Bats, arms moving in right direction for Yanks

New York drops finale in extras, but finishes with 5-3 record on 8-game trip

April 29th, 2021

Following their loss to the Braves on April 21, the Yankees sat five games below .500 at 6-11, having won only one of their previous seven games and only one of their six series to open the season. An ensuing two-city road trip to Cleveland and Baltimore loomed large, an opportunity for New York to correct course against two teams that also had not managed a winning record to that point.

Despite a 4-3 loss to the Orioles in 10 innings on Thursday at Oriole Park -- a result of Baltimore’s execution of a successful bunt and sacrifice fly with the automatic runner on second base to start the 10th -- the Yankees did capitalize on that chance, going 5-3 on a trip that began only four days after their five-game losing streak.

Left-handed starter Jordan Montgomery kept the momentum going for the Yankees’ rotation, which has allowed three earned runs or fewer in 10 of its last 11 starts, and New York's offense started to heat up, hitting 15 homers and scoring 33 runs in the pair of four-game series.

“Obviously, when you go out on a road trip and have a winning record like that, certainly that’s good,” said Yankees manager Aaron Boone. “But we also know that there’s a game or two that -- one thing here, one thing there -- all of a sudden, it’s a special trip. So I feel like we’re moving in the right direction. The offense is collectively having better at-bats, even though we got shut down a little bit today. And we continue to pitch really well.”

Here are three key takeaways from the encouraging trip:

1) Leave it to the pitchers

The Yankees’ pitching staff entered Thursday with the lowest ERA (3.24) in the American League this season and the fifth-lowest mark in the Majors. New York's pitchers posted a 2.67 ERA over 70 2/3 innings on the road trip, while tallying 70 strikeouts and allowing just four homers.

Montgomery added to that by going five-plus innings Thursday, giving up two runs on six hits. He was in line to earn the win until Boone opted to leave him in to face Trey Mancini to open the sixth inning. Mancini hit a game-tying home run into the Orioles’ bullpen in left-center field.

“Frankly, [in a] long season where you gotta lean on starters during everyday stretches, you can’t just run to the best matchup in the bullpen in the middle of the game every time,” Boone said. “I want these starters to be able to push themselves through some situations.”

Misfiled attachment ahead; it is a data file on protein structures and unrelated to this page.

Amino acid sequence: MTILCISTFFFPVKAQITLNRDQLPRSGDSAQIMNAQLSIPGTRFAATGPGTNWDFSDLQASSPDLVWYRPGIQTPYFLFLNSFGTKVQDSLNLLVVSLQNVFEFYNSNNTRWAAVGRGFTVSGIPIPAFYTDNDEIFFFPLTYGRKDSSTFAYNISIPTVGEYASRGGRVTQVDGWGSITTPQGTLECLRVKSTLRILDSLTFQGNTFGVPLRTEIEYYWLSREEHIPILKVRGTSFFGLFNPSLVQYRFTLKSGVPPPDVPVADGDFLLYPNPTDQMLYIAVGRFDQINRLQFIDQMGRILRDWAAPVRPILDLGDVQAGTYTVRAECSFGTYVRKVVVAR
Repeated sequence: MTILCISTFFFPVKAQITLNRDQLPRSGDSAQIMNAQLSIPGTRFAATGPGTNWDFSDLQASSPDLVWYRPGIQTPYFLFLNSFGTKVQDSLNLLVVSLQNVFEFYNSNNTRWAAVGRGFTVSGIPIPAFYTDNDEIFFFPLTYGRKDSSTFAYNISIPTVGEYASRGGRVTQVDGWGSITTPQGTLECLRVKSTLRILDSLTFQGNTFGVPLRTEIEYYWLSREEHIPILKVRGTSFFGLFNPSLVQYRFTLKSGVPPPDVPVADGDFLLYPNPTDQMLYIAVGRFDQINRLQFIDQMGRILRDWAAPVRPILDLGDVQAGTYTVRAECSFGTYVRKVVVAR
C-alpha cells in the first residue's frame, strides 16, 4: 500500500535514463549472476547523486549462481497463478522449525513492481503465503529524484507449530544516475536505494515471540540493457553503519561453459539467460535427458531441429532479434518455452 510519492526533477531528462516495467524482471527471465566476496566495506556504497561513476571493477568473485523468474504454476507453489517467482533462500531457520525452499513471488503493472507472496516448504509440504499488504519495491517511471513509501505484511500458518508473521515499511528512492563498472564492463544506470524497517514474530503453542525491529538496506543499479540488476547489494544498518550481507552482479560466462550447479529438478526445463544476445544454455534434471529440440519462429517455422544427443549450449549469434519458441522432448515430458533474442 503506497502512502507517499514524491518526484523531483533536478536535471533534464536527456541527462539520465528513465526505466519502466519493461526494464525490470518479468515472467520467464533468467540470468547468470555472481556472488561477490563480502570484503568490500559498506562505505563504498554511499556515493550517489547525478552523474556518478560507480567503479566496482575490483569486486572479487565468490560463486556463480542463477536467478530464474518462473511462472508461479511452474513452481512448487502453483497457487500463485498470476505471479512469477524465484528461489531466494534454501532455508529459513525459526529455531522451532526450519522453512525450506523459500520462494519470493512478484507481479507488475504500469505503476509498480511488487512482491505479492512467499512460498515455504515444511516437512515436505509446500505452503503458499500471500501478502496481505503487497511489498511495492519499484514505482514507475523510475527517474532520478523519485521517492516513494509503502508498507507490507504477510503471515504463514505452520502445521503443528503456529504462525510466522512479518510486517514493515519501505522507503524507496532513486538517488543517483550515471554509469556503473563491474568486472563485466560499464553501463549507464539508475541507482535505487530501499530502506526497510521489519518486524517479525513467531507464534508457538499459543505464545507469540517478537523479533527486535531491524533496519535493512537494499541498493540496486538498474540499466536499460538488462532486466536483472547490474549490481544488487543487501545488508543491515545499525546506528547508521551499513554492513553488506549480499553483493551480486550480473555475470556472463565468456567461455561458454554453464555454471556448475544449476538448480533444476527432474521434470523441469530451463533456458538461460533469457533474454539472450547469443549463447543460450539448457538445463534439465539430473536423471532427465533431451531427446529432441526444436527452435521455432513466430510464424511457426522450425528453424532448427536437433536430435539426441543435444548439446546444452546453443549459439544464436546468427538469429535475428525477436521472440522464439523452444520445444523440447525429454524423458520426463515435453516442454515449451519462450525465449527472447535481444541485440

2) Here come the bats

Though the Yankees were held to three runs or fewer in each of their three losses on the trip, they also had moments when the offense strung together at-bats and also swung for the fences.

“There’s no question it’s been better, and tonight’s a good example of that,” Boone said after Wednesday’s 7-0 win in which the Yanks hit three long balls for the second straight game. “It’s one of those games where we probably could have scored more the way the guys swung the bat. A number of guys hit the ball well, didn’t have much to show for it.”

Even Thursday’s loss showed the Yankees could come through with clutch hits. In the fifth, after the club nearly squandered a bases-loaded, no-out situation, Rougned Odor sliced a sharp grounder (108.9 mph exit velocity) through the right side of the Orioles’ infield with two outs. That go-ahead two-run single opened the scoring for New York and held up until Mancini’s game-tying homer.

3) Slumps be gone

Some of the Yankees’ key contributors also started to find their rhythm at the plate. Giancarlo Stanton went 3-for-5 for a second straight game to finish the trip hitting .419 (13-for-31) with three homers. He said Wednesday that “good at-bats [are] contagious,” and that his teammates are beginning to prove it.

And Gleyber Torres, who hit .313 on the trip, had his big moment on Thursday, hitting a game-tying ground-rule double with the Yankees down to their final out in the top of the ninth. Even that was an unfortunate break for New York, however, as DJ LeMahieu looked more than capable of scoring the go-ahead run from first base had the ball not bounced over the wall and into the left-center-field seats.

“We’re not all the way where we want to be, or are going to be,” Boone said of the offense. “But there’s no question I feel like, [on] this trip, the consistency of the at-bats, rallying around that team at-bat, it’s starting to build, definitely, a little bit more now.”